“What process leads us to these similar ways of dividing up color space?…You can find these amazing correspondences between languages.”

 

An interview with Colin Twomey, PhD
Post-Doctoral Fellow, MindCORE, UPenn
By Michelle Johnson (January 24, 2019)

What did you want to be as a kid? Were you always interested in science?

I didn’t have science in mind as a possible career path. I was really into robots when I was very young, so I thought I would grow up to do something where I got to build robots as my job. It was only much later, not until I had done my undergrad in computer science, when I started to get really interested in all the “thinking machines” we already live with on the planet that are amazing and so much more interesting than the things people have cobbled together to imitate them.

What’s an example of the type of concepts you study?

I did my graduate studies in behavioral ecology studying collective behavior, and I worked on schools of fish. There are these sulfur springs in Chiapas, Mexico, and there are endemic fish that are well adapted to the high sulfur concentration of the pools they live in. They’re more or less constrained to living very close to the surface because it gets more and more toxic deeper down. But that puts them at a high risk of predation. We would sit and watch in the mornings as kingfishers (a small predatory bird) would just again and again—like a buffet—dive down and pick up fish. What you get is this school of fish that is hypersensitive; you could wave your hand at it and then you’d see these shockwaves spread around this little pond. It’s a fascinating system, and you try to understand the natural algorithms that allow these groups to exist and react intelligently to the environment.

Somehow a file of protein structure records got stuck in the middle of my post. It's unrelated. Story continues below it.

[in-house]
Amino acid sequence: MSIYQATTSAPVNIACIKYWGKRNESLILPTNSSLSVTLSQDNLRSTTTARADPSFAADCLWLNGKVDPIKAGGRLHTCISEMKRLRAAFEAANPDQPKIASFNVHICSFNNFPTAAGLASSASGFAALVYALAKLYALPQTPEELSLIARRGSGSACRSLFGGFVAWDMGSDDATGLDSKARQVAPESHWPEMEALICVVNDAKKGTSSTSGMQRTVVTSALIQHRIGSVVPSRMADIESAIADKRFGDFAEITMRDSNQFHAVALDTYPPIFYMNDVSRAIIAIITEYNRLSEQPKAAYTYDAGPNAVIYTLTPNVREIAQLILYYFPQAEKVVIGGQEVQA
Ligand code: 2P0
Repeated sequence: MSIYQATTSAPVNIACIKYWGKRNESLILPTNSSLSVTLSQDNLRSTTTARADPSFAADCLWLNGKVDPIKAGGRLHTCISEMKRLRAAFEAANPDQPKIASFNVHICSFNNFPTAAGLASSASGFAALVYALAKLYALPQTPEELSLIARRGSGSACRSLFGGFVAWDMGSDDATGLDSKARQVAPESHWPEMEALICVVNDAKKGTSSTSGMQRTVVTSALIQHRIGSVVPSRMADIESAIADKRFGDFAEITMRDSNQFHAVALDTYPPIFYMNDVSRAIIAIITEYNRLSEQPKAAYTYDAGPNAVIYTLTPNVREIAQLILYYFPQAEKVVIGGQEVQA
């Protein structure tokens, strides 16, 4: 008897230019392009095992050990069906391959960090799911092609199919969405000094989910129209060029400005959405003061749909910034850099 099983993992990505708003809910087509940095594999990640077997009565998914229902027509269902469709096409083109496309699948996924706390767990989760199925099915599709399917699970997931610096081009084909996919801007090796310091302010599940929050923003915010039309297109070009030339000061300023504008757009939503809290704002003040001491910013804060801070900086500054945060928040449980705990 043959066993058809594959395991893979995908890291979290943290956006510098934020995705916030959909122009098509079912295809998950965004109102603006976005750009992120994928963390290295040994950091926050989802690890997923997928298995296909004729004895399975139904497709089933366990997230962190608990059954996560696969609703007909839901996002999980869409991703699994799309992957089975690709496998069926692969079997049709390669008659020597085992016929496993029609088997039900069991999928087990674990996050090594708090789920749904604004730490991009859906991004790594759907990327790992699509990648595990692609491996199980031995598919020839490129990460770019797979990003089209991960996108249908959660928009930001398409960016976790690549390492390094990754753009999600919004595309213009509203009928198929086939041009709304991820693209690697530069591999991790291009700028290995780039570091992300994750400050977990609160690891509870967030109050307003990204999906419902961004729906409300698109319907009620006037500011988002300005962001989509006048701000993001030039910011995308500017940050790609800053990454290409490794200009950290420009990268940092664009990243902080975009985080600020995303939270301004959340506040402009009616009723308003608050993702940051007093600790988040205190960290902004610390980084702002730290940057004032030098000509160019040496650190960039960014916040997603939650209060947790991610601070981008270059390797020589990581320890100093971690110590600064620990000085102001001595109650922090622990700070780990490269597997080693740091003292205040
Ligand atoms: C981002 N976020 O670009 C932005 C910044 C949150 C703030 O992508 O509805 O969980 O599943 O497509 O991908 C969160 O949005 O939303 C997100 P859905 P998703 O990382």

What questions are you interested in right now?

What I’m doing now here at MindCORE is a little bit removed from the fish, but it’s still all about collective behavior. What I’m interested in is about how people talk with each other about color. We have words in English for red, green, blue; we divide up colors into these little chunks. Other languages have a number of different color words, and you think it shouldn’t matter how you divide it up, it’s arbitrary. But that is not what you find at all. You can find these amazing correspondences between languages. What you’re left with is this question: “What process leads us to these similar ways of dividing up color space?”

What surprised you about working in scientific fields?

You have to get very comfortable with being wrong all the time; you’ll try so many things, it just won’t work, and you’ll be super frustrated. But I think it’s necessary. If you’re a good researcher, that is what you have to do: go through the process of systematically eliminating all these different ideas that were plausible but ultimately not correct. As a student, you get problems that you can solve, you can work to the right answer. But now, you’re in a space where people don’t know—you could have an unsolvable problem. That’s also what makes it exciting, especially if you do finally get it right, but you have to get comfortable with things just not working out most of the time.

What’s the best piece of advice you’ve ever gotten?

There’s a famous ecologist, Lord Robert May, who was asked a question about how he sees himself as a scientist. He described himself as an R-selected theoretician. In ecology, we think of R-selected species versus K-selected species: R-selected species are adapted for success in new or uncrowded areas, while K-selected species do best in areas that are already well established and crowded. So, are you somebody who moves from frontier to new frontier, or are you somebody who takes root as an expert in a well-established field? Finding out where you are on that spectrum is a good process to go through. But even beyond that, just understanding that people can do good work and be successful at all ends of that spectrum is important for appreciating how others do science.

To learn more about Dr. Twomey and his work, click here.

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